1. The plaintiff-appellant now asks for a declaration that a certain tenancy comprised in khatian No. 5 of Mouza Pathakata, granted by defendant 1 in favour of certain persons, who will by referred to as the Pals, is a tenure which affects the interest of defendant 1 only and is not admitted to be a permanent tenure by the plaintiff. The dispute arose in connexion with certain partition proceedings taken by the Collector of Mymensingh under the Estates Partition Act. The subject-matter of the case was touzi No. 144 and the proceedings were started in the year 1914. The lands form part of Pargana Sherpore and were held ejmali with certain other estates. The first stage before the Collector was to decide what lands should be allotted to the estate actually under partition. The proceedings were held up by a title suit which was eventually compromised. In due course, the Deputy Collector proceeded to take action under Chap. VI of the Act. The dispute actually came to a head when he was making an order under Section 46(1)(iii) of the Act. The plaintiff raised an objection which was overruled. He then fought his point through the various Revenue Courts, his objection to the Board being finally rejected as barred by time on 3rd December 1926. The present suit was filed on 19th September 1930. Subsequent to that, a case for partition of the estate held between the plaintiff and the respondent was instituted before the Collector. The Deputy Collector decided that the lands comprised in the disputed tenancy should not be allotted to touzi No. 144.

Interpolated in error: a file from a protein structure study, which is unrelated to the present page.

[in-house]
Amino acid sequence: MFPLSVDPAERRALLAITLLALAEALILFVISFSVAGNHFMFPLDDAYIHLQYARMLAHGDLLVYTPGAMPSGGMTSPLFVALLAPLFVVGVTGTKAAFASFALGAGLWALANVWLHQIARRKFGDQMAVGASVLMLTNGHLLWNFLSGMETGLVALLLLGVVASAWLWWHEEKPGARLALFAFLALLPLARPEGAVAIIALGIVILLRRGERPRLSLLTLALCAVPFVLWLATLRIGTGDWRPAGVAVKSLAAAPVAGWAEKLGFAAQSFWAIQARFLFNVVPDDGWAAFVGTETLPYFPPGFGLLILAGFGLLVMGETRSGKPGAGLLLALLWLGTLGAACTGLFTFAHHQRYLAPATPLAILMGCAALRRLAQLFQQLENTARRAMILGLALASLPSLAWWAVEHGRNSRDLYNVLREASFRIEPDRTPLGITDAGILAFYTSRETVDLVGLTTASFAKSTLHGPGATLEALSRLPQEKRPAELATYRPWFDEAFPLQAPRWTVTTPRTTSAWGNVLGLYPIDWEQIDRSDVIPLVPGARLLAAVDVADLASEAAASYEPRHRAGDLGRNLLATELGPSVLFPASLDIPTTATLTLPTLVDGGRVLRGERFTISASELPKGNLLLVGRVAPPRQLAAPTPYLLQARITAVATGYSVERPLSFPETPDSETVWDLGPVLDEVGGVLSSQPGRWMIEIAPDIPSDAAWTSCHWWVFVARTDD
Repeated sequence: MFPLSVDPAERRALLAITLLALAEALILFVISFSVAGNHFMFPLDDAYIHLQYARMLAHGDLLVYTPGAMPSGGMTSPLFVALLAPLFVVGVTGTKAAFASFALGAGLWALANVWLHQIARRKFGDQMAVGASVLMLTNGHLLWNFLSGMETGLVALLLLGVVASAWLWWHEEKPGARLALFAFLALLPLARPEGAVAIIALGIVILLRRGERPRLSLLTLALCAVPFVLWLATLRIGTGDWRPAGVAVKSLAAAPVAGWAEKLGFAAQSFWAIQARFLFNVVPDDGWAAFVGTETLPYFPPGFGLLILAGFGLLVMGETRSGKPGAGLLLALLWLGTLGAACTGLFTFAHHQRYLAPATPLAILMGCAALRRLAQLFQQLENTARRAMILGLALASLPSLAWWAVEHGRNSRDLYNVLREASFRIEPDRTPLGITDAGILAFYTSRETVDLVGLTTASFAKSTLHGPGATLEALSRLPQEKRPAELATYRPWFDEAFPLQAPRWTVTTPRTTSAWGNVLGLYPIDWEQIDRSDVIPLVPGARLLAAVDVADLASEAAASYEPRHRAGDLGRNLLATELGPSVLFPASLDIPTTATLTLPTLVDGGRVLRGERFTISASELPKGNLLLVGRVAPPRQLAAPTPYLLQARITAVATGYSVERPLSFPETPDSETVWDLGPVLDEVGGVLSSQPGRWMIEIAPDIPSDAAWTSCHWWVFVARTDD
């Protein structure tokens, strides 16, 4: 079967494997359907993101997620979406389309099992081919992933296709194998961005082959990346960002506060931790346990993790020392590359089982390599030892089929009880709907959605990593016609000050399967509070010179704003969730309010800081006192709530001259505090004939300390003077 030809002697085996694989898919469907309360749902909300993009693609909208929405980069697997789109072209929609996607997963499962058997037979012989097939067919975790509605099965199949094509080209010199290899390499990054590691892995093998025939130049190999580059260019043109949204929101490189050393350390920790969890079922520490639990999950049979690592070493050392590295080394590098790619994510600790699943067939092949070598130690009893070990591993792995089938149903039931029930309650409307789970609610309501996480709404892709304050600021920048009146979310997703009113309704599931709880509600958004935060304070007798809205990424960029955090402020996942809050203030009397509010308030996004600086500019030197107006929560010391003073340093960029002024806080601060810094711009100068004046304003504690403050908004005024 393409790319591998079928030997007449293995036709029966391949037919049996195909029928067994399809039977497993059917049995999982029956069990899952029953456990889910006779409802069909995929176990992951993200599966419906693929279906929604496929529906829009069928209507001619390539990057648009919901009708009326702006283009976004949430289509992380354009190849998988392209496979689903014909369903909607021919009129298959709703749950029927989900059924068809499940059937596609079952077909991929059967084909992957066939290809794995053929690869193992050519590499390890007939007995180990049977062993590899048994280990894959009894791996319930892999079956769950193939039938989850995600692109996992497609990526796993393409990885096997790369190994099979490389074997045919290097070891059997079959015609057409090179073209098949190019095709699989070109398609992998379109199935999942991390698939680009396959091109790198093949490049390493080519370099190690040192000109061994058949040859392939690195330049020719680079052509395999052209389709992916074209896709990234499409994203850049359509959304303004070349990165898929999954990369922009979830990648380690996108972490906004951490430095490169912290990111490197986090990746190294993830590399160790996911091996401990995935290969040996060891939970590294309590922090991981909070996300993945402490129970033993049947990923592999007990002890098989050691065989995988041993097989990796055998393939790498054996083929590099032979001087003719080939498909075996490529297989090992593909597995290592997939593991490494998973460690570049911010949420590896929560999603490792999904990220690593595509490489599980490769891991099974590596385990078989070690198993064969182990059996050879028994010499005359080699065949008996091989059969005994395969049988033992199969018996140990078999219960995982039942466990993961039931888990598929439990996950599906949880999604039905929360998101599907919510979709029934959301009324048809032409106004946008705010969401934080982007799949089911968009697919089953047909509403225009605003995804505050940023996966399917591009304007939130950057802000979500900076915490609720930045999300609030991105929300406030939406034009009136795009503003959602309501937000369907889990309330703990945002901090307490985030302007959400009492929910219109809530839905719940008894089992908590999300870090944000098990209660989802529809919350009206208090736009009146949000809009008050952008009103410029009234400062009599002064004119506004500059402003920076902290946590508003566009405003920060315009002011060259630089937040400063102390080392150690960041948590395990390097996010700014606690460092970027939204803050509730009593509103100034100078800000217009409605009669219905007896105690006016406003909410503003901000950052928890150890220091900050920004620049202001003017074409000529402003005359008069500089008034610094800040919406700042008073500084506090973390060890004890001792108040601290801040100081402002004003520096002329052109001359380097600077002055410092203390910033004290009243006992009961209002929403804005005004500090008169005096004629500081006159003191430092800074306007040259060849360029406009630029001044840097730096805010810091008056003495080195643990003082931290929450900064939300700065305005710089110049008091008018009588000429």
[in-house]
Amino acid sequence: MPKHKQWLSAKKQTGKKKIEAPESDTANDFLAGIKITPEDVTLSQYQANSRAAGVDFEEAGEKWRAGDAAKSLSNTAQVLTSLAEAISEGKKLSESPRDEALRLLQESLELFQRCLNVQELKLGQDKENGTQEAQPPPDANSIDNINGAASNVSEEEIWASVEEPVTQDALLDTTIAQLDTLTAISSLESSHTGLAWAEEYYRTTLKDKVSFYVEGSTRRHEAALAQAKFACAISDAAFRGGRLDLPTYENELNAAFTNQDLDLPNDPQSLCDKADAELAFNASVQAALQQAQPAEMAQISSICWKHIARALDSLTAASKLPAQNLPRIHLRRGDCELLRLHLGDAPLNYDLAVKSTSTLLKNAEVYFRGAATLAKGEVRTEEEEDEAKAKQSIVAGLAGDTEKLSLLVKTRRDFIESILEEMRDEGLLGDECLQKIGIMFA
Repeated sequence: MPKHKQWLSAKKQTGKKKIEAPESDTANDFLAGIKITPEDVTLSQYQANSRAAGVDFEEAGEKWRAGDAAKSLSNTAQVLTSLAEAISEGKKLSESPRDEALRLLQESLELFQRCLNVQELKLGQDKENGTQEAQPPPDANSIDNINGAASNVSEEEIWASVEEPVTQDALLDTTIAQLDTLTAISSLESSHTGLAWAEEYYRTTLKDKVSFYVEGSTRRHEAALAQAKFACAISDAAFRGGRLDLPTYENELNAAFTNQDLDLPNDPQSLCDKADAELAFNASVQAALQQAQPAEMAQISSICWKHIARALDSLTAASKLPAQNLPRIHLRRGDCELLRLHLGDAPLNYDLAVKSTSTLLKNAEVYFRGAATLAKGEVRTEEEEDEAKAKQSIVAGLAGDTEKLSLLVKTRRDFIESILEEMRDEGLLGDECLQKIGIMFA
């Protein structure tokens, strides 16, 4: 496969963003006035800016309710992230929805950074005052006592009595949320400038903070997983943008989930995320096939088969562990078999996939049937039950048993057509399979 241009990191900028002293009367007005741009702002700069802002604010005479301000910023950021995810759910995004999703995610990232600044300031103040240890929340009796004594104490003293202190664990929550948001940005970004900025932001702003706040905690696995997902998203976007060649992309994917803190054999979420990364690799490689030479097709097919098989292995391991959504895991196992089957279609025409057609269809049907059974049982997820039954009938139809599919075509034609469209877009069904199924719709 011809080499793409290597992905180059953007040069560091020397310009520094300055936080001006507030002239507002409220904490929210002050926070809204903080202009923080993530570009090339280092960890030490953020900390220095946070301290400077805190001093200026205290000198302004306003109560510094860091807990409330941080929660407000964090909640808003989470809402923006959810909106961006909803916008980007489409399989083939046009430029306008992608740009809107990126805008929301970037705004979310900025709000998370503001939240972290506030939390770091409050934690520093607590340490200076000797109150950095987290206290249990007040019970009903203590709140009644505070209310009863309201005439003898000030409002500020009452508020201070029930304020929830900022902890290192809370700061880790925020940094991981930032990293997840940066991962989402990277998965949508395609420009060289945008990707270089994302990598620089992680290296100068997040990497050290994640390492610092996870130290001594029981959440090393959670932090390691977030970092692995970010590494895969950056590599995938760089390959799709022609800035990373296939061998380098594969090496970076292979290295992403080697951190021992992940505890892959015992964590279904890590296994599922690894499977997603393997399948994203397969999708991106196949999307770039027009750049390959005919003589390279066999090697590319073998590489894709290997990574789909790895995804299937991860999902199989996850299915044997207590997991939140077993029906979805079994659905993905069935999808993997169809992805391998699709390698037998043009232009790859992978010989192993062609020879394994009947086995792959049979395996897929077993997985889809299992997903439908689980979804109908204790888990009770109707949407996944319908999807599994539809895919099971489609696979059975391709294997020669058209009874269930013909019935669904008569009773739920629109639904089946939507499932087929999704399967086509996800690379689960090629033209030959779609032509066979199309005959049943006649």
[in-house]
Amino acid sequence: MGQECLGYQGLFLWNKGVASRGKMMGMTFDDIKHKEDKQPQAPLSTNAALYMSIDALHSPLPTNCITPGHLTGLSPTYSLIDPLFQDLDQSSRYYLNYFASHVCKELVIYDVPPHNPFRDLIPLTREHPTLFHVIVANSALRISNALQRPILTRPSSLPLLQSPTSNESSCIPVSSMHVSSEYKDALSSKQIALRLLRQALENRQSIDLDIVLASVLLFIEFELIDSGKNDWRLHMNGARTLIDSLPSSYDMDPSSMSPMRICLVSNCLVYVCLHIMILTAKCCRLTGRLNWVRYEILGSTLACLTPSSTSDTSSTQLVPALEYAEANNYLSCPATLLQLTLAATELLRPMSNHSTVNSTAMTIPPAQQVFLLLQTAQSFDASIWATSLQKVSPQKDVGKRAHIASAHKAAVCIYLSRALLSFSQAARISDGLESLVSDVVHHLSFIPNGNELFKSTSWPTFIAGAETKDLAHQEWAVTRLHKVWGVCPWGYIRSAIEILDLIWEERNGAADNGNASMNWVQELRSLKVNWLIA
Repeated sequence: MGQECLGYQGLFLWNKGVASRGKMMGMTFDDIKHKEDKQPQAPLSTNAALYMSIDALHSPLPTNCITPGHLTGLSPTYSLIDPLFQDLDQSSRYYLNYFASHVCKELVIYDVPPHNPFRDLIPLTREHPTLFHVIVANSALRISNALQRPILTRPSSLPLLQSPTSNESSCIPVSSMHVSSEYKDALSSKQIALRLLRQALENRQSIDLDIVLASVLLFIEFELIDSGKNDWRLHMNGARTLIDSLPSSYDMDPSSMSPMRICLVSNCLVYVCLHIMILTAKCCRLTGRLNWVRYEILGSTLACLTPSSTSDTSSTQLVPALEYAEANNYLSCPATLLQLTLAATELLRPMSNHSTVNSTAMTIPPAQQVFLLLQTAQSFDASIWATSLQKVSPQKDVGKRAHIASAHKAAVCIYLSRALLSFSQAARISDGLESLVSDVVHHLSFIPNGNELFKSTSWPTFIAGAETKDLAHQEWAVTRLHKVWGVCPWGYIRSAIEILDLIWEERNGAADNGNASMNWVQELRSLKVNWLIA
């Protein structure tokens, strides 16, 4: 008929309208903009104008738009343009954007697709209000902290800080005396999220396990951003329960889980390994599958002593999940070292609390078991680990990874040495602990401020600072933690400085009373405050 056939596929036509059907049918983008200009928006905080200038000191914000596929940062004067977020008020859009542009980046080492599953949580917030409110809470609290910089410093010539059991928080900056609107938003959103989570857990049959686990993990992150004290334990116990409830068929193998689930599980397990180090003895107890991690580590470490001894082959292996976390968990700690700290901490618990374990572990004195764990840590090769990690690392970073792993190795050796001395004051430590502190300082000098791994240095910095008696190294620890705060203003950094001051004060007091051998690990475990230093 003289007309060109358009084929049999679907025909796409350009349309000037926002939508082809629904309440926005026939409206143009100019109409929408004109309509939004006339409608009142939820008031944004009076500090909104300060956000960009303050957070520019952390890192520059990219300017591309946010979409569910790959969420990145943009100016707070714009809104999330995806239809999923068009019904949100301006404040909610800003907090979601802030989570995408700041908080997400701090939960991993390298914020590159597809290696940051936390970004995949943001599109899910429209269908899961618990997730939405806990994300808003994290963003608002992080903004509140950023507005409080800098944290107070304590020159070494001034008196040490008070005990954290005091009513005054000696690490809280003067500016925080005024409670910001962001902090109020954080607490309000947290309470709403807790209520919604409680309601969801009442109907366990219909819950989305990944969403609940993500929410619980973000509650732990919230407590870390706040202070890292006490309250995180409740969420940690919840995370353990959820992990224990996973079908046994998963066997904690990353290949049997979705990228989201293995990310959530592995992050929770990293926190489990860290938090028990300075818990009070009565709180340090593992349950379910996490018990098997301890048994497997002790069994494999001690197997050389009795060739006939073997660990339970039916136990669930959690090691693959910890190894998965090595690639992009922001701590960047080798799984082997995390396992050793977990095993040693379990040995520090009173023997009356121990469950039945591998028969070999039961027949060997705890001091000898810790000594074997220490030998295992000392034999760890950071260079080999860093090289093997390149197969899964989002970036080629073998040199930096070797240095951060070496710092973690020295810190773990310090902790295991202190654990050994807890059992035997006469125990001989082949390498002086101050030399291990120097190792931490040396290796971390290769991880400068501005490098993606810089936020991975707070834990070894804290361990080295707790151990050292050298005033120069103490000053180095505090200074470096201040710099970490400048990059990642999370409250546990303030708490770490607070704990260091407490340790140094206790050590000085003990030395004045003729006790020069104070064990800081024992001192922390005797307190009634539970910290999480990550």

2. Both the Courts below have held that the disputed tenancy is a tenure and not a raiyati holding. The Subordinate Judge dismissed the suit holding (1) that it is barred by Section 119, Estates Partition Act, and (2) that it is barred by limitation, as in his view Article 14 applies. The Additional District Judge has overruled him on both points holding that Article 120, Limitation Act, applies. He has however upheld the decree, as in his opinion no case had been made out by the plaintiff within the terms of Section 42, Specific Relief Act. In dealing with this matter the learned Additional District Judge did not clearly distinguish between the questions whether there was any cause of action made out and whether the Court should, in exercise of its discretion, grant a mere declaratory decree. Most of the reasons given by him are relevant to the latter rather than the former. The dispute is due to the definition of the term 'assets' in Section 3, Estates Partition Act. The contention of the appellant was that the 'assets' should be the 'rents' received by the Pals from their tenants, while the respondent contended that the 'assets' should be the 'rents' paid by the Pals to him. One of the terms of the com. promise in the title suit was that this tenancy would be allotted to the saham of the respondent in which case no prejudice would be caused to the Pals. On the other hand, if the Deputy Collector refused to give effect to the terms of the compromise, the Pals would be protected by Section 99 of the Act. The Deputy Collector disposed of the question without coming to any decision on the real point at issue. He said that the tenancy was either a raiyati jote or a tenure admitted by all the recorded proprietors to be a permanent tenure subject only to the payment of an amount of rent fixed in perpetuity. In either event, the 'assets' would be the 'rents' payable by the Pals to the respondent.
3. The first point for our decision, accordingly, is whether the plaintiff has been able to make out any case entitling him to the relief claimed. For this purpose it is necessary to examine the plaint. This document might possibly have been drawn up in clearer terms; but at any rate there is no doubt at all that the plaintiffs' case is that the cause of action arose in connexion with the partition case. The history of the matter is set out in para. 4. The right claimed by the plaintiff is that the tenancy created by the respondent is a tenure which in no way binds the interest of the plain, tiff. The respondent certainly had an interest to deny this right as soon as the partition case was started in the year 1914. There can further be no question that he actually did so at some time in the course of the proceedings. Accordingly, in our opinion, the plaint does disclose a cause of action.